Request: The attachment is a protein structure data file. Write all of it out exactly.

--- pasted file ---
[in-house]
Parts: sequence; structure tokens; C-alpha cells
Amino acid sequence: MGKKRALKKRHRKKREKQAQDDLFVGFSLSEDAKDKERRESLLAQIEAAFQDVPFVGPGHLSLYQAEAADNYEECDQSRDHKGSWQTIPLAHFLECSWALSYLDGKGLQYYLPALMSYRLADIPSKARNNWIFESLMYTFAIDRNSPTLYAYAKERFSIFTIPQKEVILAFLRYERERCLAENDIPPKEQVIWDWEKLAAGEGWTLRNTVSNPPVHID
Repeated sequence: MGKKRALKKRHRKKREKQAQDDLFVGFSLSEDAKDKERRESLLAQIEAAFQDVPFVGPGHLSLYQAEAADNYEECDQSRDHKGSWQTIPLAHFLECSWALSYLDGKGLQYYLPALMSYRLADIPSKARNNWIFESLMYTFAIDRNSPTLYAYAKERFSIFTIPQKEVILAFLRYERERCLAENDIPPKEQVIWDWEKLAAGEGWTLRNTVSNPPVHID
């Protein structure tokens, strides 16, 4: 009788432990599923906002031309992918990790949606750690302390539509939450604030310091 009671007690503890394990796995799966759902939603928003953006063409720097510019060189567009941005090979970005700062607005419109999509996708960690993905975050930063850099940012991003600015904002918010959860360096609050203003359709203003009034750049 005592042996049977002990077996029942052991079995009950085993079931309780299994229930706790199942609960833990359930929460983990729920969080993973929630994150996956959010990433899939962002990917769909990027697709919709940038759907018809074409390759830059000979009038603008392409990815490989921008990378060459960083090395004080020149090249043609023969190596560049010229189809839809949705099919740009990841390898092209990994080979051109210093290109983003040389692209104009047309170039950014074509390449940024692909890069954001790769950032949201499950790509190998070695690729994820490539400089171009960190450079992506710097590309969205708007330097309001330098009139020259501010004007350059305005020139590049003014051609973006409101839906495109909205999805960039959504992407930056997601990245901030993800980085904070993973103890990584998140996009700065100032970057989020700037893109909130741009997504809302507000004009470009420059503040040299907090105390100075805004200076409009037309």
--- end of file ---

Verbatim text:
[in-house]
Parts: sequence; structure tokens; C-alpha cells
Amino acid sequence: MGKKRALKKRHRKKREKQAQDDLFVGFSLSEDAKDKERRESLLAQIEAAFQDVPFVGPGHLSLYQAEAADNYEECDQSRDHKGSWQTIPLAHFLECSWALSYLDGKGLQYYLPALMSYRLADIPSKARNNWIFESLMYTFAIDRNSPTLYAYAKERFSIFTIPQKEVILAFLRYERERCLAENDIPPKEQVIWDWEKLAAGEGWTLRNTVSNPPVHID
Repeated sequence: MGKKRALKKRHRKKREKQAQDDLFVGFSLSEDAKDKERRESLLAQIEAAFQDVPFVGPGHLSLYQAEAADNYEECDQSRDHKGSWQTIPLAHFLECSWALSYLDGKGLQYYLPALMSYRLADIPSKARNNWIFESLMYTFAIDRNSPTLYAYAKERFSIFTIPQKEVILAFLRYERERCLAENDIPPKEQVIWDWEKLAAGEGWTLRNTVSNPPVHID
């Protein structure tokens, strides 16, 4: 009788432990599923906002031309992918990790949606750690302390539509939450604030310091 009671007690503890394990796995799966759902939603928003953006063409720097510019060189567009941005090979970005700062607005419109999509996708960690993905975050930063850099940012991003600015904002918010959860360096609050203003359709203003009034750049 005592042996049977002990077996029942052991079995009950085993079931309780299994229930706790199942609960833990359930929460983990729920969080993973929630994150996956959010990433899939962002990917769909990027697709919709940038759907018809074409390759830059000979009038603008392409990815490989921008990378060459960083090395004080020149090249043609023969190596560049010229189809839809949705099919740009990841390898092209990994080979051109210093290109983003040389692209104009047309170039950014074509390449940024692909890069954001790769950032949201499950790509190998070695690729994820490539400089171009960190450079992506710097590309969205708007330097309001330098009139020259501010004007350059305005020139590049003014051609973006409101839906495109909205999805960039959504992407930056997601990245901030993800980085904070993973103890990584998140996009700065100032970057989020700037893109909130741009997504809302507000004009470009420059503040040299907090105390100075805004200076409009037309």